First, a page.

Jan. 22, 1766.

This is to certify that William John has discharged his Duty as a Welch Schoolmaster, in this Parish, to the universal Satisfaction of the Inhabitants; That having visited his School, and examined his Scholars, both in the Church Catechism and the Exposition thereon, I can assure you, Madam, that nothing can better testify his Care and Diligence, than the surprising Progress his Scholars made in so Short a Time. He had last Quarter under his Tuition upwards of 70 children; and therefore at the request of the Parishioners, I humbly beg you would give him leave to pursue the School another Quarter; which shall be ever gratefully acknowledged by, etc.

Tho. Davies,
Curate of Llandybie

In 'Hanes Plwyf Llandybie' Gomer Roberts provides a list of all the circulating schools held in Llandybie parish under the patronage of the Welsh Charity Schools Movement. The first was held in 1738 in Llandybie with 54 pupils and the last was in 1771, again in Llandybie, at Nantycaglau with 75 in a day school and 40 in a night school. In that 33 years 49 circulating schools are known to have existed in Llandybie parish. Half of them had less than 50 pupils and the largest had 79. And remember, these were temporary schools for three months at a time only, although some schools were repeated. Although Griffith Jones died in 1761 we can see that Gomer Roberts' list ends in 1771 — ten years after his death. The movement did not end with its creator, as Madam Bevan continued Griffith Jones' work until her own death in 1779.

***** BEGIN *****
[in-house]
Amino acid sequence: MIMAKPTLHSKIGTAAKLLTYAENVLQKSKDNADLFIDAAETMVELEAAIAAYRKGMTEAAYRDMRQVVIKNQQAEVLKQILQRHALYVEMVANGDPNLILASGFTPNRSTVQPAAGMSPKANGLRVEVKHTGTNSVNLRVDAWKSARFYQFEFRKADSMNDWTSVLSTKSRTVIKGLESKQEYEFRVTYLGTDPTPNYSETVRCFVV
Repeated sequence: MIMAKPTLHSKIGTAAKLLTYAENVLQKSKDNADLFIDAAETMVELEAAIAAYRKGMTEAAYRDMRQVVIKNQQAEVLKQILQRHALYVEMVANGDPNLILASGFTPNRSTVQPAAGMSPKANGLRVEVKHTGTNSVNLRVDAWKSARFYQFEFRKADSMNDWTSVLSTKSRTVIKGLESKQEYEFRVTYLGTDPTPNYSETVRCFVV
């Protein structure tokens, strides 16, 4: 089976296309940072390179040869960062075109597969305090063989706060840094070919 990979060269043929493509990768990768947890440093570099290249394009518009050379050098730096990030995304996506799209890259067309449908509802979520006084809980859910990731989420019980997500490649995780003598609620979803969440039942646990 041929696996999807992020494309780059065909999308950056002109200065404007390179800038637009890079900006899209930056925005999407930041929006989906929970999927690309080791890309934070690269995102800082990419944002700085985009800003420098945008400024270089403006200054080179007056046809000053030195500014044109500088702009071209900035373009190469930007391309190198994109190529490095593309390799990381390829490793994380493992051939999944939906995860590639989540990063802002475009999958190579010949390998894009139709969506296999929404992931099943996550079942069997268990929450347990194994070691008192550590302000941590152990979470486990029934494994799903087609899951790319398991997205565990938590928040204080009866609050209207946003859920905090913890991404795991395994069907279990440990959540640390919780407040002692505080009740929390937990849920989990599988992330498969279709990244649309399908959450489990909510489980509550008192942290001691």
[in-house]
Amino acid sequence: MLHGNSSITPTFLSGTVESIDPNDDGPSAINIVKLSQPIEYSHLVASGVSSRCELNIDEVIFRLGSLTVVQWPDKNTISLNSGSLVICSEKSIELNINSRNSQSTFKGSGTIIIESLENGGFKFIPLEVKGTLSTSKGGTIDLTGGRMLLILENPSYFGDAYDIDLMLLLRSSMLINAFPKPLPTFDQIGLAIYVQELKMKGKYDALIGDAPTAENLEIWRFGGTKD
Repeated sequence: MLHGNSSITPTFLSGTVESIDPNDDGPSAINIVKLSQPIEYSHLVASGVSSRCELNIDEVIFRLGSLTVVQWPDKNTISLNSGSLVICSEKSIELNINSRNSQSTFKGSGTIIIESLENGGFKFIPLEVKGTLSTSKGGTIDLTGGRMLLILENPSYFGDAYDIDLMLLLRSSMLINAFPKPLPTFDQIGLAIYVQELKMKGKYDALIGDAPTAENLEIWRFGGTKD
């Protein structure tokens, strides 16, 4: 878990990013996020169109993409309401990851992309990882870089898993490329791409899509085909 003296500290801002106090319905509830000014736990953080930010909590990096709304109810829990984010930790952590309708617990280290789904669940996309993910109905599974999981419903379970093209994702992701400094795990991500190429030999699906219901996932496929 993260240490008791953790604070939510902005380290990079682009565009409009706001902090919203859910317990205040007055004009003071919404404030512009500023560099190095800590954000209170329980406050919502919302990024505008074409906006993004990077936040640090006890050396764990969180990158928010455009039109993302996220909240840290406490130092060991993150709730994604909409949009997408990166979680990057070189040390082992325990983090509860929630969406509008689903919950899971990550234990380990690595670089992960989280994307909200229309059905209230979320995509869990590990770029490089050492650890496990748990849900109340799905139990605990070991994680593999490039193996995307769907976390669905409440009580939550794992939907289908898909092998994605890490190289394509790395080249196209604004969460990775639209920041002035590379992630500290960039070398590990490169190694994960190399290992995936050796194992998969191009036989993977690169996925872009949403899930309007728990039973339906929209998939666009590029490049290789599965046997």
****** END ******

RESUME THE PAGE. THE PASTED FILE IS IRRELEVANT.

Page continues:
Between 1761 and 1777, 3,325 schools were established, offering education to 153,835 pupils. The peak year was 1773, when 242 schools were set up and 13,205 scholars received instruction. However, most of the gains achieved under Madam Bevan's supervision were made in anglicized communities, notably in the towns of Monmouthshire and Pembrokeshire where pupils were taught through the medium of English. (The Foundations of Modern Wales 1642 - 1780, Geraint H Jenkins. (Clarendon Press, University of Wales Press 1987, page 377)

A protracted legal action after she died sadly showed that the roots of the Circulating Schools Movement were not particularly deep and withered when their founders were no longer there to nurture them.